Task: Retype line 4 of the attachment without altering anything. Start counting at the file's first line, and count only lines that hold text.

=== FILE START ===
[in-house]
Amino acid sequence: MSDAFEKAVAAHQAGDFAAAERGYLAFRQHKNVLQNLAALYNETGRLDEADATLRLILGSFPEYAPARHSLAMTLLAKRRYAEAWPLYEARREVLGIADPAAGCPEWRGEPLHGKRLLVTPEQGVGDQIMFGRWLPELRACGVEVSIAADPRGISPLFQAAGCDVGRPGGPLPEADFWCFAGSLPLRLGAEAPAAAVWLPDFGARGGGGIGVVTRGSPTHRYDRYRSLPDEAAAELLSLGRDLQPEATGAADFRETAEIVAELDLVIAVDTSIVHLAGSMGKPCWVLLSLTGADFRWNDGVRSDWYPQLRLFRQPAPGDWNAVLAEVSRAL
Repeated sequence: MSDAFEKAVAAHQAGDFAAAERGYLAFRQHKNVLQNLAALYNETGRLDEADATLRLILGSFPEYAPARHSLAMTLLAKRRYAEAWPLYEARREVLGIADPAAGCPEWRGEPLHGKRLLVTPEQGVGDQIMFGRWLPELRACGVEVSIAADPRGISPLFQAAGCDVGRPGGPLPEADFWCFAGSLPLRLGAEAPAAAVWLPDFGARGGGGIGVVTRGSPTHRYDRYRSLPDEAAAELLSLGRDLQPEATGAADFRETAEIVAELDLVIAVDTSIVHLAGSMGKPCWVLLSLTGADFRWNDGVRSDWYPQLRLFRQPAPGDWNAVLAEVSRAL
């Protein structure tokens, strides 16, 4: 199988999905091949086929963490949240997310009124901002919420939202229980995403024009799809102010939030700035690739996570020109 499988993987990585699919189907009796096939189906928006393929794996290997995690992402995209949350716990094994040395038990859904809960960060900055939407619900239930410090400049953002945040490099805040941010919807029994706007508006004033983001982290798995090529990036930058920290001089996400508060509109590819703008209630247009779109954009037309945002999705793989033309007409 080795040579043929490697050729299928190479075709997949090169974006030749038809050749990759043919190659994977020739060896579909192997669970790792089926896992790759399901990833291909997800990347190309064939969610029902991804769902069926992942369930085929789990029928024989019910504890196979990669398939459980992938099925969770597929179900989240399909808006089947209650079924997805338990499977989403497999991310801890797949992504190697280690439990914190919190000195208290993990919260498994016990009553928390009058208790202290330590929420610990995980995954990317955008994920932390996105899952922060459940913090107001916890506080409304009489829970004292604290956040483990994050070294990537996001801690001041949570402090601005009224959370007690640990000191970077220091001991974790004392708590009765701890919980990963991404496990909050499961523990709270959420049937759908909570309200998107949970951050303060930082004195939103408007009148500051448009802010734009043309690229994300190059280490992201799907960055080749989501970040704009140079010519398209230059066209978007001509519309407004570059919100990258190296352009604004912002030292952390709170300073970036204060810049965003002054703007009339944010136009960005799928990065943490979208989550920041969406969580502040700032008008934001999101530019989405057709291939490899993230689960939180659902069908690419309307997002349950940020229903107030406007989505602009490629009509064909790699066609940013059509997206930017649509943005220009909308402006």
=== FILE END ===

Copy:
């Protein structure tokens, strides 16, 4: 199988999905091949086929963490949240997310009124901002919420939202229980995403024009799809102010939030700035690739996570020109 499988993987990585699919189907009796096939189906928006393929794996290997995690992402995209949350716990094994040395038990859904809960960060900055939407619900239930410090400049953002945040490099805040941010919807029994706007508006004033983001982290798995090529990036930058920290001089996400508060509109590819703008209630247009779109954009037309945002999705793989033309007409 080795040579043929490697050729299928190479075709997949090169974006030749038809050749990759043919190659994977020739060896579909192997669970790792089926896992790759399901990833291909997800990347190309064939969610029902991804769902069926992942369930085929789990029928024989019910504890196979990669398939459980992938099925969770597929179900989240399909808006089947209650079924997805338990499977989403497999991310801890797949992504190697280690439990914190919190000195208290993990919260498994016990009553928390009058208790202290330590929420610990995980995954990317955008994920932390996105899952922060459940913090107001916890506080409304009489829970004292604290956040483990994050070294990537996001801690001041949570402090601005009224959370007690640990000191970077220091001991974790004392708590009765701890919980990963991404496990909050499961523990709270959420049937759908909570309200998107949970951050303060930082004195939103408007009148500051448009802010734009043309690229994300190059280490992201799907960055080749989501970040704009140079010519398209230059066209978007001509519309407004570059919100990258190296352009604004912002030292952390709170300073970036204060810049965003002054703007009339944010136009960005799928990065943490979208989550920041969406969580502040700032008008934001999101530019989405057709291939490899993230689960939180659902069908690419309307997002349950940020229903107030406007989505602009490629009509064909790699066609940013059509997206930017649509943005220009909308402006």